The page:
1. I Will Get Too “Bulky”
Probably the most common concern I hear from female runners as to why they do not want to, or simply don’t, touch weights. I cannot stress enough that this is a total myth that couldn’t be any further from the truth. Unless you are on a strict training regimen involving a program that is focused on building mass and a nutritional and supplemental plan specifically meant to bulk up, you are most likely NOT going to turn into the Incredible Hulk with 2-3 times total body strength workouts a week. Building lean muscle mass will actually help kick start your metabolism, turning you into a lean mean fat burning machine, improving your body composition (ie, decreased body fat and weight loss).
2. Strength Training Will Hurt Me
Any time you engage in a new type physical activity, there is that fear of potential injury, which is totally understandable. In fact, you may have experienced an injury before when you made drastic changes to your training like improperly introducing speed work or upping your mileage too rapidly. But when done properly and progressed appropriately, strength training will not hurt you, rather it will help you in injury prevention. Strength training helps to improve not just the muscles but also increases strength in connective tissue (ligaments and tendons) and bones, helps to provide stability and mobility where needed most, improves posture and coordination, and helps to correct muscular imbalances. Strong muscles, ligaments, and tendons guard against impact, improve form, and lead to a consistent gait. The more strength you have, the more resilient your body will become to the repetitive impact of running won’t wear you down as much. And not only will your body be able to better withstand the demands of distance running, you will also recovery much quicker. So thus, with strength training, you will not only be stronger and leaner, but you will be a much more efficient runner with much shorter recovery times, drastically decreasing your risk of injury!
3. Having Muscles Will Slow Me Down
I have had more than a handful of people tell me they are afraid to lift weights and build muscle because they feel it will slow them down. But again, this couldn’t be further from the truth. By now we have established that strength training will improve body composition, help metabolism, improve strength in connective tissue, improve form and running economy, and aid in recovery. A well rounded strength and conditioning program will also help to improve power and agility, which will come in handy big time during speed work. Not to mention the mental toughness you will get from pushing yourself in the weight room will translate to real time race conditions, where we all know that we not only need to be prepared physically but be mentally tough to fight through! So unless you plan on turning into the Hulk (see above), your lean, strong muscles you build from a strength training program will NOT make you slower, but rather make you a more proficient and faster runner!
4. I Don’t Have Time.
I recognize that we are all busy. We have work, family, training, a social life and other hobbies. So the thought of adding yet another task to your already packed schedule may seem impossible, right? Well, maybe not if you do some reorganizing and prioritizing. Most beginner to intermediate run training programs suggest athletes run 3-5 times per week, so that leaves you 2-4 days of cross training, as well as one rest day. Many runners use their cross training days for other steady state cardio activities (ie, biking, swimming, elliptical) or even just running some more. Although these activities offer some great benefits such as improving overall cardiovascular health and increased stamina, a more well rounded program would be one that includes at least 2 days of strength and conditioning. So maybe consider swapping out an elliptical workout or a day of “junk miles” for a weight training sesh. Also, you do not have to spend hours at the gym to see improvements. 30-45 minutes is typically enough time to get everything you need out of a great weight lifting workout. So even if you only have an hour, you technically can still do both with 30 minutes of weight and 30 minutes of cardio for your cross training days. See, maybe you do have time after all!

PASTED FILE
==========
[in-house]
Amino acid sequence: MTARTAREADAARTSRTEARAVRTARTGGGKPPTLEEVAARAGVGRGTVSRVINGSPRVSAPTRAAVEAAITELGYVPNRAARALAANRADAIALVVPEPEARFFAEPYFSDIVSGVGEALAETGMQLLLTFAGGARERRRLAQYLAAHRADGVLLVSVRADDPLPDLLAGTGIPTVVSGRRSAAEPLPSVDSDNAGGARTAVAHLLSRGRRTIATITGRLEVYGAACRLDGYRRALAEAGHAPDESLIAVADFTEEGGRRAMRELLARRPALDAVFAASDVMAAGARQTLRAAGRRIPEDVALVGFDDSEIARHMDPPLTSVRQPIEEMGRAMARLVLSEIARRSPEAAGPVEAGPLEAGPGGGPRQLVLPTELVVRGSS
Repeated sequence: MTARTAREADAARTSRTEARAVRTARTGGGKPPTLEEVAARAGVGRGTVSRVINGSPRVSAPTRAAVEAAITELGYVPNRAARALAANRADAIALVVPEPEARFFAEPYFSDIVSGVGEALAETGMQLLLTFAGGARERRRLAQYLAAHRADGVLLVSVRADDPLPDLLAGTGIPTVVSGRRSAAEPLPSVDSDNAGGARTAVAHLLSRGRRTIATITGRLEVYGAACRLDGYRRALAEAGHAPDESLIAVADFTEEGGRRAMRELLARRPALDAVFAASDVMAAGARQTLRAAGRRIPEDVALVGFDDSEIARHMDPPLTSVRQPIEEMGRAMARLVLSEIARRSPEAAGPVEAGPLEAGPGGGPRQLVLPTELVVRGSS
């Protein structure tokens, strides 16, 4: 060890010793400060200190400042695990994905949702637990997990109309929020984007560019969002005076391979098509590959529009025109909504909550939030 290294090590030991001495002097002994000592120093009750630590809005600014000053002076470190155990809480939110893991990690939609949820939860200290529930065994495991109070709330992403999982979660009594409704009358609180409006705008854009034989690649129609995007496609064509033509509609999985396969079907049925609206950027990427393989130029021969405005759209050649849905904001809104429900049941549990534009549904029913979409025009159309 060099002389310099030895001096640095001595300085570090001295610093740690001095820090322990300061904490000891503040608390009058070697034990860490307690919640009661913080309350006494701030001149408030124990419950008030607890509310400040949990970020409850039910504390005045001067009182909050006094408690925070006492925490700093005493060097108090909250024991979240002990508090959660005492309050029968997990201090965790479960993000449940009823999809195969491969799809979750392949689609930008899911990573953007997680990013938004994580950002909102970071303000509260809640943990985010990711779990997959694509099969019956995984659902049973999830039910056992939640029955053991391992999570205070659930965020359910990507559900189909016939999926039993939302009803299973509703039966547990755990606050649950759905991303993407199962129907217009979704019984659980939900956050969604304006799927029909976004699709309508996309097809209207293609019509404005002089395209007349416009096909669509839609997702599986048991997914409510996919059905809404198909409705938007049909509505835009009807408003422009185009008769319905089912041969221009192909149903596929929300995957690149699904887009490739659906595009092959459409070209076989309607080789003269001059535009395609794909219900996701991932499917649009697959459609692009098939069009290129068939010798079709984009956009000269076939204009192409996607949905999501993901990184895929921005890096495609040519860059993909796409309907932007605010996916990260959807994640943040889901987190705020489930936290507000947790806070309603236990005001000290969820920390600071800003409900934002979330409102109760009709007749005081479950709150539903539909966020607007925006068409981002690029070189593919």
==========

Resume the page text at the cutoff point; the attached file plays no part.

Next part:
5. Strength Training Is Too Complicated
Often friends and strangers (via social media) alike will reach out to me with incredibly complex questions about getting started on a strength and conditioning program. They may have found something on the internet, read an article in a running or fitness magazine, or overheard a trainer at their local gym and are now terribly confused of the how’s, what’s, when’s and why’s of strength training. I admit, if you are a weight lifting newbie, it can certainly seem overwhelming. From free weights and machines, to MetCon and HIIT, to Olympic lifting and Cross Fit, there are a million and one ways a runner can workout. So how do you chose? The simple answer is, you do not have to chose just one, or any for that matter. Just like when you started running and most likely knew nothing of speed work, Fartleks, tempo runs, etc., you can and should start off simple with strength training. Basic movement patterns involving all of your major muscles groups is a great way to build a solid foundation. Once you have mastered basic body weight exercises, such as squats, lunges, push ups, planks, etc., you can add an external load like a dumbbell, medicine ball or kettlebell, as well as begin incorporating more dynamic and functional exercises. The key to starting anything new is to start simple and progress from there!